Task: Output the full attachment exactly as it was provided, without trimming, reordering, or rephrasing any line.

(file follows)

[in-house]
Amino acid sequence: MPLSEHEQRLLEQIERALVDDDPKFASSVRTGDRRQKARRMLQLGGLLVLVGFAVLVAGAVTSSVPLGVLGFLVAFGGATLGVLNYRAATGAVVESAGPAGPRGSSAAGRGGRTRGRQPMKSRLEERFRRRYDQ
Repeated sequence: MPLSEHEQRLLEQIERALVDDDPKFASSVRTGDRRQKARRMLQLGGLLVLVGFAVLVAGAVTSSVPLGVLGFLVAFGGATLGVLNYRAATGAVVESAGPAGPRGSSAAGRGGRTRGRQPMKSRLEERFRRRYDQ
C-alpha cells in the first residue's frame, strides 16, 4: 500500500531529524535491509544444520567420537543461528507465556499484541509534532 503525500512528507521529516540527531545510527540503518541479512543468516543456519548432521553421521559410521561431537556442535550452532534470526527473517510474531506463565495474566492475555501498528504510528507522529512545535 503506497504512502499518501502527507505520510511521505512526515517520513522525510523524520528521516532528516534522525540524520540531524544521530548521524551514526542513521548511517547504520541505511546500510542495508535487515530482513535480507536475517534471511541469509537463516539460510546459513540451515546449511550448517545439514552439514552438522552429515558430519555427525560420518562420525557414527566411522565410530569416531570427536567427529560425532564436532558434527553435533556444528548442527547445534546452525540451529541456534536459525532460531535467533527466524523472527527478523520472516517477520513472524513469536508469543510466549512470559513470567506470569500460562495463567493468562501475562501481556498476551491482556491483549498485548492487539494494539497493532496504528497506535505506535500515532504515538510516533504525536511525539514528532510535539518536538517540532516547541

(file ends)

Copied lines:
[in-house]
Amino acid sequence: MPLSEHEQRLLEQIERALVDDDPKFASSVRTGDRRQKARRMLQLGGLLVLVGFAVLVAGAVTSSVPLGVLGFLVAFGGATLGVLNYRAATGAVVESAGPAGPRGSSAAGRGGRTRGRQPMKSRLEERFRRRYDQ
Repeated sequence: MPLSEHEQRLLEQIERALVDDDPKFASSVRTGDRRQKARRMLQLGGLLVLVGFAVLVAGAVTSSVPLGVLGFLVAFGGATLGVLNYRAATGAVVESAGPAGPRGSSAAGRGGRTRGRQPMKSRLEERFRRRYDQ
C-alpha cells in the first residue's frame, strides 16, 4: 500500500531529524535491509544444520567420537543461528507465556499484541509534532 503525500512528507521529516540527531545510527540503518541479512543468516543456519548432521553421521559410521561431537556442535550452532534470526527473517510474531506463565495474566492475555501498528504510528507522529512545535 503506497504512502499518501502527507505520510511521505512526515517520513522525510523524520528521516532528516534522525540524520540531524544521530548521524551514526542513521548511517547504520541505511546500510542495508535487515530482513535480507536475517534471511541469509537463516539460510546459513540451515546449511550448517545439514552439514552438522552429515558430519555427525560420518562420525557414527566411522565410530569416531570427536567427529560425532564436532558434527553435533556444528548442527547445534546452525540451529541456534536459525532460531535467533527466524523472527527478523520472516517477520513472524513469536508469543510466549512470559513470567506470569500460562495463567493468562501475562501481556498476551491482556491483549498485548492487539494494539497493532496504528497506535505506535500515532504515538510516533504525536511525539514528532510535539518536538517540532516547541